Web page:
HomeCryptoJury in Craig Wright lawsuit 'can not all agree on a verdict'

Jury in Craig Wright lawsuit ‘can not all agree on a verdict’

The courtroom case between Australian Craig Wright and the property of his now deceased good friend David Kleiman over authorized rights to tens of billions of {dollars} price of Bitcoin mined by Satoshi Nakamoto might finish in a mistrial if jurors stay deadlocked.

Wright claims he used the pseudonym Satoshi Nakamoto when he invented Bitcoin. The case being deliberated started in 2018 when the property of his affiliate Kleiman sued him on the grounds the pair have been companions who’d invented and mined Bitcoin collectively

By about 5PM UTC on Nov. 2, the jury was deadlocked, having issued the next assertion:

“Unfortunately we cannot come to a conclusion and we cannot all agree on a verdict on any of the questions.”

As of 10PM UTC, the jury remained deadlocked and is ready to return tomorrow, based on courtroom reporter Carolina Bolada from Law360.

Judge Beth Bloom issued an Allen Charge instructing the jury to proceed deliberating till it reaches a verdict. She mentioned, “I suggest that you now carefully reexamine and reconsider all the evidence in light of the court’s instructions on the law.”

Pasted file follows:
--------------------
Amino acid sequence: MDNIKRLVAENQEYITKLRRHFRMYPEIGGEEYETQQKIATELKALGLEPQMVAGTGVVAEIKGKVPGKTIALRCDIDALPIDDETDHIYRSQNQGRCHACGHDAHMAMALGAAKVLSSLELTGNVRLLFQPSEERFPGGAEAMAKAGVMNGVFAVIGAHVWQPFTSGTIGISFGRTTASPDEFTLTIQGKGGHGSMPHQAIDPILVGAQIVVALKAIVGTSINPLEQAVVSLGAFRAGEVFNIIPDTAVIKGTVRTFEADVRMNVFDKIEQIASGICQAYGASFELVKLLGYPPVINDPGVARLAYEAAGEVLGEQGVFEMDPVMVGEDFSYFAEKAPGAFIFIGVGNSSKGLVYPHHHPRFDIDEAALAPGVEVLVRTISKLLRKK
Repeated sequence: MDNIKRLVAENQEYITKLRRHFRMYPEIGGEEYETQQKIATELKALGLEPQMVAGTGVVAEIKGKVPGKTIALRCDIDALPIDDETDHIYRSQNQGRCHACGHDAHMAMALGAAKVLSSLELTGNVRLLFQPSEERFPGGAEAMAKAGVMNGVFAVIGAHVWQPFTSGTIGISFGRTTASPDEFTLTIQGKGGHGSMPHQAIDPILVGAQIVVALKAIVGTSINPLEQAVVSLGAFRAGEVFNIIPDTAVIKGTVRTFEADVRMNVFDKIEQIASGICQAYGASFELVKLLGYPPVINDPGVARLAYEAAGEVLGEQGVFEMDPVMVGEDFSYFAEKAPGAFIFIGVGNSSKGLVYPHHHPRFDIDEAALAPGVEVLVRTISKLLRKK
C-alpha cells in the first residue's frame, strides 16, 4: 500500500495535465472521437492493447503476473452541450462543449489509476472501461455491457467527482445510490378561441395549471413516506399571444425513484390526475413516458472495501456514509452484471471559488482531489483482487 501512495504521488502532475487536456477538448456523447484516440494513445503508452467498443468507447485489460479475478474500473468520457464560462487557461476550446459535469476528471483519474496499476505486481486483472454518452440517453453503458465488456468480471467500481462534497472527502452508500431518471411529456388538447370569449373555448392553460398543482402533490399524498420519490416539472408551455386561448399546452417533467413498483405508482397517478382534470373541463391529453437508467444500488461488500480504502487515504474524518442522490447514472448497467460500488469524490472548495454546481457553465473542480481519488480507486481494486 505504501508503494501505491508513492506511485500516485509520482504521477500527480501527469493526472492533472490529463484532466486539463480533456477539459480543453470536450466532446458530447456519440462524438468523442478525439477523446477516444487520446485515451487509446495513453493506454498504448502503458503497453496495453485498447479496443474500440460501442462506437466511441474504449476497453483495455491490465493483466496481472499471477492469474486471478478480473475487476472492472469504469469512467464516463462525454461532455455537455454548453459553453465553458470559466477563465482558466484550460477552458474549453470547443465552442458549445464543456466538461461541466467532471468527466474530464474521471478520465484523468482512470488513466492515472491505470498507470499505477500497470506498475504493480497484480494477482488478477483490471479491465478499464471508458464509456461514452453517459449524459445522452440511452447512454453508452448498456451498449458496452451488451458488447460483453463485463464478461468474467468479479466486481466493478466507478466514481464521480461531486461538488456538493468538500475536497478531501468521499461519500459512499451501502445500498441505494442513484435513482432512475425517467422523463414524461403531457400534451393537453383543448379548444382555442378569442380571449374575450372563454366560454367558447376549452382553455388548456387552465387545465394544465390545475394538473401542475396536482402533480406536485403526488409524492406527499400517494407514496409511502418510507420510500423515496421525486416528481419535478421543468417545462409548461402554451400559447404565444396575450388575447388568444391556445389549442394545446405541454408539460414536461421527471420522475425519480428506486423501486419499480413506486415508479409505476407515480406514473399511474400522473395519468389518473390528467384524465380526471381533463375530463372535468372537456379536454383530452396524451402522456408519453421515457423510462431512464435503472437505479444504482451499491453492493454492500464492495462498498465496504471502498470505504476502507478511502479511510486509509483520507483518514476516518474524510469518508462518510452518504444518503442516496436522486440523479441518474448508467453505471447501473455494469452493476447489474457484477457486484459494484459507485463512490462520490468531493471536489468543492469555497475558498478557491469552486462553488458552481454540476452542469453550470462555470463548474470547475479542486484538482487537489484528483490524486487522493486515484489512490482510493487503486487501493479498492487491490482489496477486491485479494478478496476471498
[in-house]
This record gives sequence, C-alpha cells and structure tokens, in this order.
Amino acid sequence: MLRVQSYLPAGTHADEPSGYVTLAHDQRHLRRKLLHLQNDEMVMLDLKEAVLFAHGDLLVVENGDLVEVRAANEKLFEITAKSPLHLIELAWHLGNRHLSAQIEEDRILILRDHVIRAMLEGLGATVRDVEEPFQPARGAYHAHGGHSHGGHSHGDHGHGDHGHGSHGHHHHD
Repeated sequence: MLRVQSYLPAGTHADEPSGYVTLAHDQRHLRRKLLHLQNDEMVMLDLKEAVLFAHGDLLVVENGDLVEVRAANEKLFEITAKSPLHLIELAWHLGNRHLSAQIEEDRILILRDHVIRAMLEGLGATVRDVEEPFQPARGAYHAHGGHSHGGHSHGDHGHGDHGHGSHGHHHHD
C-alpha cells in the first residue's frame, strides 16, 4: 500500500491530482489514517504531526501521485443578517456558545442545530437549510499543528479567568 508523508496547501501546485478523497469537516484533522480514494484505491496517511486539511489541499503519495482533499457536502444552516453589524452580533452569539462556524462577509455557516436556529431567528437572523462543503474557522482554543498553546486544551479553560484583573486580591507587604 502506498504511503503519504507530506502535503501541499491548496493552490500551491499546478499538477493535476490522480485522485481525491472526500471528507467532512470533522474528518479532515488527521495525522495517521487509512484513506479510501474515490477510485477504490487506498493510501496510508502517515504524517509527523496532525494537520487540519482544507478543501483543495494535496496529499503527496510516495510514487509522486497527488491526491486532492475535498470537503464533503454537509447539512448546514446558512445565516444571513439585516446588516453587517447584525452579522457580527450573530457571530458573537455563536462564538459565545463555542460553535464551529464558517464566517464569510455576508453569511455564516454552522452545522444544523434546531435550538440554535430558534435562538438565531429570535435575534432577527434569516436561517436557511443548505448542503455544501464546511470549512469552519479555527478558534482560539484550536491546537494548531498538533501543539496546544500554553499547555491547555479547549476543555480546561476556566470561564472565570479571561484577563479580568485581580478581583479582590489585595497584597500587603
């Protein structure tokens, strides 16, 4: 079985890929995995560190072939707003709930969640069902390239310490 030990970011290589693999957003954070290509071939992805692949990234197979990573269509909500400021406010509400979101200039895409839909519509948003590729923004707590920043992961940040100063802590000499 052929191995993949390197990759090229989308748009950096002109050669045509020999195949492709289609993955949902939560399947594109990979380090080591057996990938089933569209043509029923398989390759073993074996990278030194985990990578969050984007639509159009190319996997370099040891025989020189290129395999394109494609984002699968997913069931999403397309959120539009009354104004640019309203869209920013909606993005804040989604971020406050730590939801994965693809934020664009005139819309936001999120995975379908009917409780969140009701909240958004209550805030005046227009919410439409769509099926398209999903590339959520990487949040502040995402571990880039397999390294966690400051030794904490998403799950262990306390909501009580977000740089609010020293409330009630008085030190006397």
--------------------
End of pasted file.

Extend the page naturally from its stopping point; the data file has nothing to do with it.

If the jury is still unable to reach a verdict, however, the judge could declare a mistrial.

The stakes in the case are high. Both sides contend that Wright is Satoshi, however they are at odds over the ownership of 1.1 million Bitcoin (BTC) mined at the time. As of today, that 1.1 million BTC is worth $62,568,836,000.

Related: Was the first reply to the Bitcoin white paper Satoshi themself? In-depth theory

In court, David Kleiman’s brother Ira argued on behalf of the estate that Wright broke an oral agreement with David to mine Bitcoin and develop its technology together.

Wright claims that no such partnership existed, and that at most Kleiman proofread the Bitcoin whitepaper since he was not a developer and could not have debugged the Bitcoin code.